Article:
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A Closing Conversation With Gov. Deval Patrick06:18
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Gov. Deval Patrick with WBUR's Bob Oakes (left). (Jesse Costa/WBUR)MoreCloseclosemore
Gov. Deval Patrick with WBUR's Bob Oakes (left). (Jesse Costa/WBUR)

With only a few weeks now remaining now in Gov. Deval Patrick’s administration, WBUR’s Bob Oakes sat down with the outgoing Massachusetts governor for the last time in his executive office on Beacon Hill.

The conversation began with a look back to Patrick's first inaugural address in 2007. In that speech, Patrick spoke of lifting up the poor and stabilizing the middle class.

Listen above to Gov. Patrick's full conversation on WBUR's Morning Edition.


Interview Highlights

On whether life is better for the poor and middle class today:

We've been trying mightily hard, and I think we've made a lot of progress. I think the work we've done investing in the schools — not just money but time and ideas — the work we've done around CORI reform, the work we've done to grow the economy to a point now where we have a 25-year high in employment, what we've done in terms of expanding health care — that's all about how government helps people help themselves, and that's what we set out to do.

On income inequality:  

A lot of focus on so-called income inequality is — for me, I think it's shorthand for a deeper problem, and that's mobility. Mobility to move from where you are to where you want to be. There's some more work to do. We've got some great results to show for it, but I think we're pointed in the right direction.

On whether the recession kept Patrick from addressing some of his priorities:

The answer is yes and no. The recession was profound, and its impact goes well beyond my legacy. Its impact was felt in peoples' homes and families. I think we have come out of recession faster than most other states and stronger than we were before. Not only have we regained, in number, all the jobs we lost in the recession, but we've added a record-high level of employment on top of that — a 25-year high.

I think the other thing that happened, I would say as a consequence of the recession, is that we were able to make some reforms that would have been hard to make under normal circumstances. And when you consider out of the recession we have achieved nation-leading statuses in student achievement, health care coverage, veterans services, energy efficiency — on independent surveys and so much more — I think we've got a lot to show for what we all came through together.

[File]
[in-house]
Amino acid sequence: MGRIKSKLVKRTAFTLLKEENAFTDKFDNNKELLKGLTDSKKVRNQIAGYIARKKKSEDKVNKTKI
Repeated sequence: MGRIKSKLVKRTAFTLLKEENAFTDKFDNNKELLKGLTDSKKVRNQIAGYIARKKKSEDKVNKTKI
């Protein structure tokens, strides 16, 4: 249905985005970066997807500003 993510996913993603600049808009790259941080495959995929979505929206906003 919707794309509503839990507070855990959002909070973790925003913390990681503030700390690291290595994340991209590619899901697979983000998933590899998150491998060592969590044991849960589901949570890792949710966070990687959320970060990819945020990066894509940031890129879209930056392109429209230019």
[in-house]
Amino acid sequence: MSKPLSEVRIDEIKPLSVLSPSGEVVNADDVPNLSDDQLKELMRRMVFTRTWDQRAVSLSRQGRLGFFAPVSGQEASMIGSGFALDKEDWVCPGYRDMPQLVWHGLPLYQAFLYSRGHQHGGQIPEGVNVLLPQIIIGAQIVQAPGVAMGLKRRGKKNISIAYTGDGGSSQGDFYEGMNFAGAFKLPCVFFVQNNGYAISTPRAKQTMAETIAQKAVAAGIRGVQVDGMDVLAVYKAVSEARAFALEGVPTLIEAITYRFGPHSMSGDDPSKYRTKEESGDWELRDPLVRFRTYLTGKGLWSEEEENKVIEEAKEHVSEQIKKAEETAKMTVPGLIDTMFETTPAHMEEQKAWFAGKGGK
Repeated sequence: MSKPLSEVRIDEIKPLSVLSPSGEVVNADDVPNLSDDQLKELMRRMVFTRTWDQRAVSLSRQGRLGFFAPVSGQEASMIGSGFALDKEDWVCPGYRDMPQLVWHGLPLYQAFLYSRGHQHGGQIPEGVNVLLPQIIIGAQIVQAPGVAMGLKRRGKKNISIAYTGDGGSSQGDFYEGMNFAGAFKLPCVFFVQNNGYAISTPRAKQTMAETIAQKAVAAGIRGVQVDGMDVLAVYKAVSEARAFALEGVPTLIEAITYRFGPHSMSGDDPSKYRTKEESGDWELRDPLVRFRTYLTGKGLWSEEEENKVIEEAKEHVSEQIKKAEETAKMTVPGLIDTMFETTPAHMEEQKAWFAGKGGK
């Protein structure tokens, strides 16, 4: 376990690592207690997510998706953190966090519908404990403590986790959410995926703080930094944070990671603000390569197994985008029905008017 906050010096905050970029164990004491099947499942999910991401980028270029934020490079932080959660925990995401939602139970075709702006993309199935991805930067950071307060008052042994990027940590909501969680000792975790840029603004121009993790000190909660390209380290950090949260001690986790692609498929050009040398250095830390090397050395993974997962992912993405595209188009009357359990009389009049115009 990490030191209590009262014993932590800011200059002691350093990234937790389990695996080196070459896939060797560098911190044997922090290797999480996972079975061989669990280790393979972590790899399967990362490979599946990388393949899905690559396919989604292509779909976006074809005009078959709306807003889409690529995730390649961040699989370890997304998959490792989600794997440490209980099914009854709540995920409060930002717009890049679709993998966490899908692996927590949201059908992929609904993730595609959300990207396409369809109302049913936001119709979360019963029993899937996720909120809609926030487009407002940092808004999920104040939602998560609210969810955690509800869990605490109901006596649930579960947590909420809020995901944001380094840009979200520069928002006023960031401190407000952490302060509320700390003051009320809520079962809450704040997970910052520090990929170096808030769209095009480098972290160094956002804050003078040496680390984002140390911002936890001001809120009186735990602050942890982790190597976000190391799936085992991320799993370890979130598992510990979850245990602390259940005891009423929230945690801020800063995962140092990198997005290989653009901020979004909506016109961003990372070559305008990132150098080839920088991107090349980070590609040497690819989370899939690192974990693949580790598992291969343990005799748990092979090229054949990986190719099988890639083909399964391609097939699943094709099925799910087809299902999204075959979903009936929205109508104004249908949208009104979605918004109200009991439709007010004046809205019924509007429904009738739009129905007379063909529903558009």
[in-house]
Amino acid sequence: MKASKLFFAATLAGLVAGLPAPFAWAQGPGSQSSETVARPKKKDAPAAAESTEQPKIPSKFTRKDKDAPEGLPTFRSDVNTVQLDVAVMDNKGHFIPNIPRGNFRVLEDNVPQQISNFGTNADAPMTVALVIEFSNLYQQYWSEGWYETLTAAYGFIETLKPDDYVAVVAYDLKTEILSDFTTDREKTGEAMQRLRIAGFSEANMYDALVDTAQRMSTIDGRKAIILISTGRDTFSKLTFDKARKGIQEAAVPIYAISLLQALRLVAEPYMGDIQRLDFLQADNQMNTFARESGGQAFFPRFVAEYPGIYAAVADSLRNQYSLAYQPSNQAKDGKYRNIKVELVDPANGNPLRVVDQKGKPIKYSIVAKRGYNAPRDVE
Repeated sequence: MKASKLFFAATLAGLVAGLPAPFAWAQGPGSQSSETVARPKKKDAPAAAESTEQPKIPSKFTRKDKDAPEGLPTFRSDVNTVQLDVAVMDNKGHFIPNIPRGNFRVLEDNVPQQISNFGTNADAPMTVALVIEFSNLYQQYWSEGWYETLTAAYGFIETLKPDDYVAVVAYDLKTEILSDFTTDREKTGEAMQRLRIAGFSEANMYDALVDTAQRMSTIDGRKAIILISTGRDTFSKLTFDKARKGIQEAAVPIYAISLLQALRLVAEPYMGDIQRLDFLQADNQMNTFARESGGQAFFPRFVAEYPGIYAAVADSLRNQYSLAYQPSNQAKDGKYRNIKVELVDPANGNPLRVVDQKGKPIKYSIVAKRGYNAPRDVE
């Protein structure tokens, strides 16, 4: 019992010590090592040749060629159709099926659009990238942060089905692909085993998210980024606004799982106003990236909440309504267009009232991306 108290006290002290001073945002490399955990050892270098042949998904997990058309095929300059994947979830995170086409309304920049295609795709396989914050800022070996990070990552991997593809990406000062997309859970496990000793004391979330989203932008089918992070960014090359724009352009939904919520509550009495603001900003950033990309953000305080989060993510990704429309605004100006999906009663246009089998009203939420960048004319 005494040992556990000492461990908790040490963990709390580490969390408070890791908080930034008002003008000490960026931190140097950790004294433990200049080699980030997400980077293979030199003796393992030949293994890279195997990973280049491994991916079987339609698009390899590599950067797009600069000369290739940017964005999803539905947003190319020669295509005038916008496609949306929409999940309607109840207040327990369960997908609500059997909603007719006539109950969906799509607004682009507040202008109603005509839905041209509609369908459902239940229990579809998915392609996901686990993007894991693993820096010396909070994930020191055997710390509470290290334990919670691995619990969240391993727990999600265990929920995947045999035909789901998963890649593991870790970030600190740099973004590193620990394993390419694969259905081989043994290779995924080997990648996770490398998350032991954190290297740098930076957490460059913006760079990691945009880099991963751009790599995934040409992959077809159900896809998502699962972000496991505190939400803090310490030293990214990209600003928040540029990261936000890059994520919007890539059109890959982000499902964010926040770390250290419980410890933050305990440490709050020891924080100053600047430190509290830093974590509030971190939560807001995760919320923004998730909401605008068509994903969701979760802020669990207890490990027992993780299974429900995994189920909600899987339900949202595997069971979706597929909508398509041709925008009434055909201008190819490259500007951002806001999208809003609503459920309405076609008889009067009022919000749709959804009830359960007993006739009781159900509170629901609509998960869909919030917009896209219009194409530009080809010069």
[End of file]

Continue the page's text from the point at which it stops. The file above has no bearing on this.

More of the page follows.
On whether it's accurate to say he's hinted he might be a presidential candidate beyond 2016:

Well I'm not hinting anything. I'm not a candidate in 2016. I don't have any plans beyond 2016. I wouldn't even have answered the question had it not been for the fact that a surprising number of people from a range of stations in life from all over the country have been asking me to think about it. I'm new. I've run for one office, two times. And I ran for this office, Bob, not to get some other job but to do this job. And now I am going into the private sector, to get reacquainted with my wife and my family — and what happens in the future, politically, is not something I've made plans around.

On whether he wishes he had more time in office:

I'm ready. Eight years, it's gone by in a flash, but it's time. I mean there are other things I wish we had accomplished, but when I consider the fact that, legislatively, they've had a couple of the most productive terms in 30 or 40 years, that we have nation-leading results on so many levels, that we're pointed in the right direction and have a promising future, I feel pretty good.

This segment aired on December 16, 2014.

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